Respect for the classics

November 18, 2012

There are a few things that programmers have pretty much solved. It’s certainly not everything (e.g. here), but we know that there are certain things computers are really good at, and we’ve figured out what some of those things are.

One of those things is writing text editors for programmers. A virtuous programmer has the foresight to make the tools that will make her life easier. That includes compilers for abstraction, static code analysis tools to tell colleagues their code sucks, and editors that make the code easier to work with, that have features like syntax highlighting, spell checking, find & replace, etc. These are things that, some pretty awesome programmers got right early on, because they needed to. Because coding was harder back then.

With all this in mind, I’m having a crack at using Vim for personal (i.e. not professional yet) editing.

There are a few reasons for doing this now. One is so that I feel qualified to have an opinion in the One True Editor debate. Because if you want a sure-fire way to start a discussion in a room full of Linux/UNIX nerds, asking “vi or emacs?” is a good one. And if one doesn’t have an opinion on this important political issue, I get the feeling one shouldn’t expect to be taken seriously.

There’s also the fact that Vim is one of the few editors that’s available for Windows, Linux and OSX, all of which I use at least a few times a week.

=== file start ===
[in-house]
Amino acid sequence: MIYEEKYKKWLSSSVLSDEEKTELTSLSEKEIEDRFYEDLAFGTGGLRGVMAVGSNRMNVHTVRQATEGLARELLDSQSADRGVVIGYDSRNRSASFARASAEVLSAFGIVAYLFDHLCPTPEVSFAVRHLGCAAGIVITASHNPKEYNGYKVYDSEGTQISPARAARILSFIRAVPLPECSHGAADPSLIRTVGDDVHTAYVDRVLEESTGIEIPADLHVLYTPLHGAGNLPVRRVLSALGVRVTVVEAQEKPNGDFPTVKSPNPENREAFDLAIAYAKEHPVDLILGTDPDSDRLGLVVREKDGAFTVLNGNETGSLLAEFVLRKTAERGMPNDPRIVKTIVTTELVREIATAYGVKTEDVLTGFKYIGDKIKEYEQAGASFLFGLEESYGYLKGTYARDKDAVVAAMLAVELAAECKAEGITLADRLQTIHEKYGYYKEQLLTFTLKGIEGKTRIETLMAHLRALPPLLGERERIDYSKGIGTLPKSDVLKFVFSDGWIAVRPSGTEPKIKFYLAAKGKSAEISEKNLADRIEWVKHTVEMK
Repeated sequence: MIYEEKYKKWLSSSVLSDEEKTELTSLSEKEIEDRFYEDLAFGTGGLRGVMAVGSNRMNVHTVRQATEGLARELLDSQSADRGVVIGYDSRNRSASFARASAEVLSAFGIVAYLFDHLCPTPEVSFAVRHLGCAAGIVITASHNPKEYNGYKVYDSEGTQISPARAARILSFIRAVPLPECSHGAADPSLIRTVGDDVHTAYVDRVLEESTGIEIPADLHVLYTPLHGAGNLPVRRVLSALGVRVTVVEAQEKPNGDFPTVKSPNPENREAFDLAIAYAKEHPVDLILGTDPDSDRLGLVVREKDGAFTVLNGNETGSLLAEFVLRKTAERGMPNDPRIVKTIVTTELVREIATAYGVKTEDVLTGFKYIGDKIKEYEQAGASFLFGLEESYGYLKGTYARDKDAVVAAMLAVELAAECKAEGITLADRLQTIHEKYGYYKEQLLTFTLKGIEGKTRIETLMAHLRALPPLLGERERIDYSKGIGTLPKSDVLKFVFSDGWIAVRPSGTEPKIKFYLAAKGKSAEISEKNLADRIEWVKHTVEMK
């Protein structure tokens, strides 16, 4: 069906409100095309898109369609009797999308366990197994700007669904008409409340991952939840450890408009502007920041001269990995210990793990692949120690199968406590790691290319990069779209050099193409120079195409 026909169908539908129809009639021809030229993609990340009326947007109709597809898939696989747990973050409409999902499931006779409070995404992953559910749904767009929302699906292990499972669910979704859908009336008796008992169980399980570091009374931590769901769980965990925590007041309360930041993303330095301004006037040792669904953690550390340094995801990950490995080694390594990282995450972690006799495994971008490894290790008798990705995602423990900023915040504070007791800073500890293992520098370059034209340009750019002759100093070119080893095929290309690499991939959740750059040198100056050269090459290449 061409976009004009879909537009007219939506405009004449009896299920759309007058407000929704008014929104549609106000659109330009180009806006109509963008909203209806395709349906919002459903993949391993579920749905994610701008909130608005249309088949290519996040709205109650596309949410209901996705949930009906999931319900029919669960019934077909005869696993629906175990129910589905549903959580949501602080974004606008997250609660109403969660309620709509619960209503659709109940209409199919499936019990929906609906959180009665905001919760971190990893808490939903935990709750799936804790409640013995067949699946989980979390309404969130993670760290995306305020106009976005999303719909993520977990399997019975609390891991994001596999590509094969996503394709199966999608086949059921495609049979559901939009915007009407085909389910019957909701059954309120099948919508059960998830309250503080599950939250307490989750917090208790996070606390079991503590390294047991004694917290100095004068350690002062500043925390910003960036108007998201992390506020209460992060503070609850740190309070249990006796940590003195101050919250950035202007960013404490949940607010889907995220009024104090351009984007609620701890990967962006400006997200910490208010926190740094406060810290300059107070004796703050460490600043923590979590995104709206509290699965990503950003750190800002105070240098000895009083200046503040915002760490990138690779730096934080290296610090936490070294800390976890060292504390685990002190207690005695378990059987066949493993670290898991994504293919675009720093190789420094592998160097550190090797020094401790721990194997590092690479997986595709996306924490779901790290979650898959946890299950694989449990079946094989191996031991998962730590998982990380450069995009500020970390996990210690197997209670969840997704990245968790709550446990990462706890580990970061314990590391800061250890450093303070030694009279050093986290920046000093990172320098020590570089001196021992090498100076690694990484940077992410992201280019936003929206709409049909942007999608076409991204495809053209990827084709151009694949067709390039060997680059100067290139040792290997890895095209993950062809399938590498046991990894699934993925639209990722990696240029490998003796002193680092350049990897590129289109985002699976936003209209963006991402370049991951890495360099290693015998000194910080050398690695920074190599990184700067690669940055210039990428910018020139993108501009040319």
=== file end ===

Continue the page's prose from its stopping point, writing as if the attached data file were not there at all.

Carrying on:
Another reason is that I’m currently using an IDE where I don’t really need one, and it’s starting to bug me. There is one (large) area of my day job that really requires an IDE - there’s quite a bit of not-very-well-organised code, and without one I’d be wasting far too much time trying to figure out where anything is. But there’s another part where the IDE actually feels like it’s… well, coddling me. Letting me get away with less knowledge of the tools I’m using than I would otherwise be able to. My best example at present involves rebasing with Git. If you ask me to do it with the help of my IDE, I’d be delighted. But if you ask me to use just a command line, then I’ll have to spend some time on Google first to make sure I’m doing it right. And I can’t blame my IDE for that - it’s my fault that my knowledge is lacking (and I plan to remedy this deficit soon), but I notice the pattern that comes up when I use an IDE - particularly when it would be easy for me to use a terminal for most of what the IDE is doing for me.

There are also small elements of “it’ll make me more hardcore”, “respect the classics” and the fact that folks I respect and admire use Vim and have suggested it to me. And probably a few other small reasons in there too, which I haven’t spent so much time trying to identify.

I’m following the advice of those who advocate gradual change, and I’m using Vim at home before I start using it at work, the idea being that this switch won’t have to cost my employer too much. I also have yet to try coding in Vim - this blog post is as advanced as I’ve got so far.

I should also mention that I’m really not writing this because I think you’ll care about my choice of editor. It’s for practice.

We will see how this goes.

Respect for the classics - November 18, 2012 - Lucas Wilson-Richter